The Great Desprawling Experiment

A Virginia town’s transformation from commercial zone to livable community


| November-December 2010


“A textbook case of suburban sprawl”—that’s what local officials call the northern Virginia town of Tysons Corner, a place best known for its gargantuan shopping mall.

Situated on the outer edge of the Washington, D.C., Beltway in Fairfax County, Tysons is the kind of place that’s good for gassing up, grabbing a Cinnabon, and maybe browsing the wares at dime-a-dozen chains like Kay Jewelers and the Gap. But it’s not the kind of place where you would want to live—unless you happen to be a car, in which case it’s paradise. Of the town’s nearly 1,700 acres, nearly half are set aside for parking and wide suburban roads without sidewalks. The remaining land is occupied by drab, isolated office parks and shopping centers.

Little wonder that while 105,000 people work in Tysons Corner, only 17,000 choose to live there.

It’s hard to conceive of a less likely poster child for the livable-communities movement, which prizes dense urban-style neighborhoods where residents can live without cars. Yet developers and county leaders in Fairfax County are close to finalizing a radical multibillion-dollar plan to “desprawl” Tysons. The proposal, aimed at attracting a total of 100,000 with the texture and energy of city life, involves tearing up large swaths of the existing town and constructing a series of urban villages, with buildings up to 25 stories high.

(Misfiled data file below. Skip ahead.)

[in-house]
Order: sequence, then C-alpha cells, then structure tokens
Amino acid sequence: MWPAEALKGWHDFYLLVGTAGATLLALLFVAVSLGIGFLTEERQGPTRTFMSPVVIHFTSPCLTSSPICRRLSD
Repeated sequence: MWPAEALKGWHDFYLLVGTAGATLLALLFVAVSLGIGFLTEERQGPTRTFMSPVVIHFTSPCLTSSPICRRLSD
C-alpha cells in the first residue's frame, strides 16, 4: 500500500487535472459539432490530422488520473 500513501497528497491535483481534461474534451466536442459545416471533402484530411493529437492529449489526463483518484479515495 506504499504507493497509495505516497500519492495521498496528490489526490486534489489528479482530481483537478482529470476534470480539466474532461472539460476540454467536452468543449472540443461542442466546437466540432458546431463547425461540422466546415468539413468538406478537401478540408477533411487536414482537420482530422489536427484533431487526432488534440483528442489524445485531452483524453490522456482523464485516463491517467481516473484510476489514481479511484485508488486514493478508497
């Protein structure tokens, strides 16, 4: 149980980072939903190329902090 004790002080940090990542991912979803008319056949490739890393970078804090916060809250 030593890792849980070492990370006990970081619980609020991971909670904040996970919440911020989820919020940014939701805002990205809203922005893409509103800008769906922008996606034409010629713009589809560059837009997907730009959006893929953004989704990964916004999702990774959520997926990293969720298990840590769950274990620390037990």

“Tysons Corner is a leading example of a suburb trying to transform itself into something else,” says Christopher Leinberger, a visiting fellow at the Brookings Institution and a top thinker on the future of America’s suburbs. “The people there see walkable urban areas and say, ‘We want that here.’ They want that kind of urban excitement.”

By 2016, a $5.5 billion project will ex-tend the D.C. Metro 23 miles west to Dulles International Airport, passing straight through Tysons Corner. The four stations planned for the town will anchor new urban villages, each with a distinctive feel: a ritzy shopping district, for example, and an arts district dominated by lofts and performance spaces. Housing will be packed in with retail and office space, giving townspeople the chance to visit a food market or a bookstore on their walk home from work. Ten percent of the town will be turned into parks and public spaces.






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